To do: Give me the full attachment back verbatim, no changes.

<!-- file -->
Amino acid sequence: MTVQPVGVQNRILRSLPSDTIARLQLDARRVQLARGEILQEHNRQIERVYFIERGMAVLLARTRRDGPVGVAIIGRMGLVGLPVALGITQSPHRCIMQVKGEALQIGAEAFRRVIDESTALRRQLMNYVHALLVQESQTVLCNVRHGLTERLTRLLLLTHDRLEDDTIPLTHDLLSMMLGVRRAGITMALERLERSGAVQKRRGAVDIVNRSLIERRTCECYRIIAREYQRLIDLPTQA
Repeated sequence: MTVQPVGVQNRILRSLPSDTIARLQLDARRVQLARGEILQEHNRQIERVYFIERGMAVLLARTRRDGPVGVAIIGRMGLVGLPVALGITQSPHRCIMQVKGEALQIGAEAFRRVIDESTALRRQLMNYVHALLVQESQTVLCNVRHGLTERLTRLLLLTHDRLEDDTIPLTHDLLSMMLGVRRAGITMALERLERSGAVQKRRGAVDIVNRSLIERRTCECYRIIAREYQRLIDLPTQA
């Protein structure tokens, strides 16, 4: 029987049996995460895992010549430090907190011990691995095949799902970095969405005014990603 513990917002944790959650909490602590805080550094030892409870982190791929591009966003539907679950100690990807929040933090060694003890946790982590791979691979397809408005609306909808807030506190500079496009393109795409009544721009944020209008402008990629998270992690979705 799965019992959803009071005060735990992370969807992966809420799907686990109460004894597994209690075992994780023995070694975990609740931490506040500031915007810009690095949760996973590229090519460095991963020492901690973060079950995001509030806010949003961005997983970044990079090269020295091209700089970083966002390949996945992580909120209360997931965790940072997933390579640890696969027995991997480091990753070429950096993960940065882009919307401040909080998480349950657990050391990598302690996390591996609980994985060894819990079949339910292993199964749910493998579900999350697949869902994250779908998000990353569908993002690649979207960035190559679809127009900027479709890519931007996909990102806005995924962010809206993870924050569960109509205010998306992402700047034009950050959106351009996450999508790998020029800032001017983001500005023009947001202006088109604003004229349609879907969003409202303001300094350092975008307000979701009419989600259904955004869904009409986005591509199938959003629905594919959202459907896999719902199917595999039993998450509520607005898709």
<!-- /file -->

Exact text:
Amino acid sequence: MTVQPVGVQNRILRSLPSDTIARLQLDARRVQLARGEILQEHNRQIERVYFIERGMAVLLARTRRDGPVGVAIIGRMGLVGLPVALGITQSPHRCIMQVKGEALQIGAEAFRRVIDESTALRRQLMNYVHALLVQESQTVLCNVRHGLTERLTRLLLLTHDRLEDDTIPLTHDLLSMMLGVRRAGITMALERLERSGAVQKRRGAVDIVNRSLIERRTCECYRIIAREYQRLIDLPTQA
Repeated sequence: MTVQPVGVQNRILRSLPSDTIARLQLDARRVQLARGEILQEHNRQIERVYFIERGMAVLLARTRRDGPVGVAIIGRMGLVGLPVALGITQSPHRCIMQVKGEALQIGAEAFRRVIDESTALRRQLMNYVHALLVQESQTVLCNVRHGLTERLTRLLLLTHDRLEDDTIPLTHDLLSMMLGVRRAGITMALERLERSGAVQKRRGAVDIVNRSLIERRTCECYRIIAREYQRLIDLPTQA
């Protein structure tokens, strides 16, 4: 029987049996995460895992010549430090907190011990691995095949799902970095969405005014990603 513990917002944790959650909490602590805080550094030892409870982190791929591009966003539907679950100690990807929040933090060694003890946790982590791979691979397809408005609306909808807030506190500079496009393109795409009544721009944020209008402008990629998270992690979705 799965019992959803009071005060735990992370969807992966809420799907686990109460004894597994209690075992994780023995070694975990609740931490506040500031915007810009690095949760996973590229090519460095991963020492901690973060079950995001509030806010949003961005997983970044990079090269020295091209700089970083966002390949996945992580909120209360997931965790940072997933390579640890696969027995991997480091990753070429950096993960940065882009919307401040909080998480349950657990050391990598302690996390591996609980994985060894819990079949339910292993199964749910493998579900999350697949869902994250779908998000990353569908993002690649979207960035190559679809127009900027479709890519931007996909990102806005995924962010809206993870924050569960109509205010998306992402700047034009950050959106351009996450999508790998020029800032001017983001500005023009947001202006088109604003004229349609879907969003409202303001300094350092975008307000979701009419989600259904955004869904009409986005591509199938959003629905594919959202459907896999719902199917595999039993998450509520607005898709």